8. Here is the transformer we moved this week.
  9. The Theraults probably wouldn’t know anything about the military operation. Mack had possession of the truck at the time of the military order, so either they traded the truck back to Mack, or they ordered the truck but didn’t take possession. All I have is their name listed on the order form, I don’t have any documentation saying that they actually took the truck after it was built, so they may or may not have followed through with the purchase after they ordered it.
  10. My truck is actually a 1985. When it was procured by the military in 1991, I have documentation it had 2,300 miles. I don’t know if my truck was the one that came from Mack used trucks, or it was somehow unused in Mack inventory. That is the main mystery I have about the truck now, what did it do to only have 2,300 miles from 1985 until 1991? I have the original order form from the Mack Museum, and it was ordered by Theriault Brothers Logging through Mack of Maine back in 1985. The truck has a Mack E-9 500hp engine and Mack 12-speed trans. I have added a 2-speed Fuller auxiliary trans also since I’ve had the truck.
  11. The first and last pics are a Oshkosh M911 with a M747 trailer, the rest of the pics are a Oshkosh M1070 with a M1000 trailer.
  12. Correct. The US was ramping up for war and realized they didn’t have enough trucks to move tanks quickly across the vast desert. They reached out to Mack because they were the only US manufacturer that would have heavy spec trucks in inventory for immediate shipment. Also, all this was top secret while it was going on. Mack was actually pulling trucks out of inventory that people had on order in lots of cases. I’ve got many more pics of the trucks over in the desert, but they are from a closed group Facebook page and I haven’t got permission to post them. Sgt Titus is the only one that has given me permission to post the pics he sent me. Here is a YouTube video of the trucks over there. I don’t think my truck is in any of the video.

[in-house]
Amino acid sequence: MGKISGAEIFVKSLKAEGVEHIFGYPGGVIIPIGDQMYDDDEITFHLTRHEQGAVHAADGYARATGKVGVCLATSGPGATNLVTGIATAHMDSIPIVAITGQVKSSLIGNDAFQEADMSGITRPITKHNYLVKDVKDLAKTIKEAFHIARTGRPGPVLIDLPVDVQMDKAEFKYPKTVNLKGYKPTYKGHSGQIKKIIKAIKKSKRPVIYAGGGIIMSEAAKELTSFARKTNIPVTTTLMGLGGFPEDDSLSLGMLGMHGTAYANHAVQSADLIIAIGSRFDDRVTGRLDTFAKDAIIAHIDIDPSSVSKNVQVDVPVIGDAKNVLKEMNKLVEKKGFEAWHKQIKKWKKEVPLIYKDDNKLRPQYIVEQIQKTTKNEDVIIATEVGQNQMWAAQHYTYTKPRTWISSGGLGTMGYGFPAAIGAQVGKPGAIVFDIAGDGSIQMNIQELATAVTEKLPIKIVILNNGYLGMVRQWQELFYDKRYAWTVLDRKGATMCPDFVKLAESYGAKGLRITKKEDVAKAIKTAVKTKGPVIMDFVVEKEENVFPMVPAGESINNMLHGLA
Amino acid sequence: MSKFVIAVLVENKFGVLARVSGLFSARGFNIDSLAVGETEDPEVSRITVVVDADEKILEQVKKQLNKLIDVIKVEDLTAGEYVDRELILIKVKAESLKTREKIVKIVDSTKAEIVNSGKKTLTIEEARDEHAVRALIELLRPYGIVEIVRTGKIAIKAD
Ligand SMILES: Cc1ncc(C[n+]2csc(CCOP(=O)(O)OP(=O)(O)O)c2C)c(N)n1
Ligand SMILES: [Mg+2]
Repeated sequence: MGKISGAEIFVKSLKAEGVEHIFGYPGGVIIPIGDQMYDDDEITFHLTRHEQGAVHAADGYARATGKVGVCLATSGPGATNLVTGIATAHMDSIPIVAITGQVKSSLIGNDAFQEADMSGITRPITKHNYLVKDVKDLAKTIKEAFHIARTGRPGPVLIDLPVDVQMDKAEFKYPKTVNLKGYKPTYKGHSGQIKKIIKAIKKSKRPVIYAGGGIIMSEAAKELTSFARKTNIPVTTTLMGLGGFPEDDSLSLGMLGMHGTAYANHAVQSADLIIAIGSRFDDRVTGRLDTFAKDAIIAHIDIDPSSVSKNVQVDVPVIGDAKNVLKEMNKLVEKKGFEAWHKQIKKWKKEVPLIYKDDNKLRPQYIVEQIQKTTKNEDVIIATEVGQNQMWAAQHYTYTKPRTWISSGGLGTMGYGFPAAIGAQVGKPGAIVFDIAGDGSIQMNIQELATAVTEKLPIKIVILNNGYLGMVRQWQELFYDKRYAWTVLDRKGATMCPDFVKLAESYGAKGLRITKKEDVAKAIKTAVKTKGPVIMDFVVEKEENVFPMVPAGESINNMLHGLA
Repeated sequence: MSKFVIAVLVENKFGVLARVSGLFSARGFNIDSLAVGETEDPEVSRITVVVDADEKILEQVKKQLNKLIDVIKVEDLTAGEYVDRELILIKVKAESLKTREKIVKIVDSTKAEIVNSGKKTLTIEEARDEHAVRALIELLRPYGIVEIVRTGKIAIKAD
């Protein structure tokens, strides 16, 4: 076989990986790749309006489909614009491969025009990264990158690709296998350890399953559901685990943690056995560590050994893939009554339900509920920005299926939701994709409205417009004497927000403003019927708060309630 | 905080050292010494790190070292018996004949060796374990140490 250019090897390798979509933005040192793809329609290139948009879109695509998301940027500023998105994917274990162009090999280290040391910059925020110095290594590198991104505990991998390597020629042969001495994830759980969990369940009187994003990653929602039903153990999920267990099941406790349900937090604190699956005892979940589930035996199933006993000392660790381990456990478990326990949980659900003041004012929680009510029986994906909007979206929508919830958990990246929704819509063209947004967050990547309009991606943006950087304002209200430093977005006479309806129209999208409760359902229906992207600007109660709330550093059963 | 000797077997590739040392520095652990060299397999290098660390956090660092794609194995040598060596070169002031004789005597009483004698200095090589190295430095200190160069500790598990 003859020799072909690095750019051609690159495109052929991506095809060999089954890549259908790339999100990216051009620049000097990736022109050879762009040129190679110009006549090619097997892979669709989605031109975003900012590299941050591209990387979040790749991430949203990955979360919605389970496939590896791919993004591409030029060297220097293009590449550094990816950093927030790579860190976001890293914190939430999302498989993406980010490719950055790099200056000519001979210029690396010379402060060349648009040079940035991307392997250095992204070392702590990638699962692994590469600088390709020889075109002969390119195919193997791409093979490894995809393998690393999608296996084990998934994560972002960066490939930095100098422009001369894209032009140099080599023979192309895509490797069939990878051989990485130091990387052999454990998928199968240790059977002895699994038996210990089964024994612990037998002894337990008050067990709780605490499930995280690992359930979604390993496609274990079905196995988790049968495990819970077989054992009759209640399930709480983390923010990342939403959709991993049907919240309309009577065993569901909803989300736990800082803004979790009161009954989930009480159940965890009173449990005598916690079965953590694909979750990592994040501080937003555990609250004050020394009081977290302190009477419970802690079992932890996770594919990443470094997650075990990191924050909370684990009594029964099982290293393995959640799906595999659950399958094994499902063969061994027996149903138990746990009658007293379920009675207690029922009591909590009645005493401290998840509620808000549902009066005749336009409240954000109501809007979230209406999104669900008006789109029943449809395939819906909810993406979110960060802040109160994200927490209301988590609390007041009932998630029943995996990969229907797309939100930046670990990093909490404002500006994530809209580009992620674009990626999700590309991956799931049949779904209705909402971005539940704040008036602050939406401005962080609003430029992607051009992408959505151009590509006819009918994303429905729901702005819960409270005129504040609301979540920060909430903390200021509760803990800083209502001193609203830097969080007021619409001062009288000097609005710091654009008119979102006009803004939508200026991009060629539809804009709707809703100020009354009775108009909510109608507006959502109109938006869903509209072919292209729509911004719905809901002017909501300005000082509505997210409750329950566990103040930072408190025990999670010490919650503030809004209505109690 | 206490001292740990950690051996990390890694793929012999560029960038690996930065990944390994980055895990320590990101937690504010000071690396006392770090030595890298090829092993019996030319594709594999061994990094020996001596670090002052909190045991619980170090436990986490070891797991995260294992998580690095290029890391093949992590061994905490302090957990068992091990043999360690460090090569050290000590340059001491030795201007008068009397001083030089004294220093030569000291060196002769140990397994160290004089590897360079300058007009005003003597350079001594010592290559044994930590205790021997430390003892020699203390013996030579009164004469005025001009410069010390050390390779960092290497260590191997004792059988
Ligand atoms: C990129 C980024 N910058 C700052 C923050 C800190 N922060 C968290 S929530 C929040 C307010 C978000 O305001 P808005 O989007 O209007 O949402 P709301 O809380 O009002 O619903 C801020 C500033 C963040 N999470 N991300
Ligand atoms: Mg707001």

13. I don’t know if that was one of the trucks or not. None of them were painted white originally. My truck was the only all Mack truck there, and only E9. Most had Mack 350 engines and Fuller 8LL trans. I’ve only seen 2 verified trucks that came from Desert Storm. Mine, and a black one sold government surplus out of CA a few years ago. The black one was Mack engine and 8LL trans. Those are the only 2 out of the 48 that I know of making it back to the States. It’s kind of surprising any of them made it back, and not just left over there. I know my truck was still over there as late as 2003. A that time it was in storage at a port in Saudi Arabia. A few ways to tell one of the trucks is most should be 1990-1991 models. In the door there was a decal that said “outfitted by Leigh Consolidated Industries”, and the 5th wheels were normally painted OD green (borrowed from military counterparts).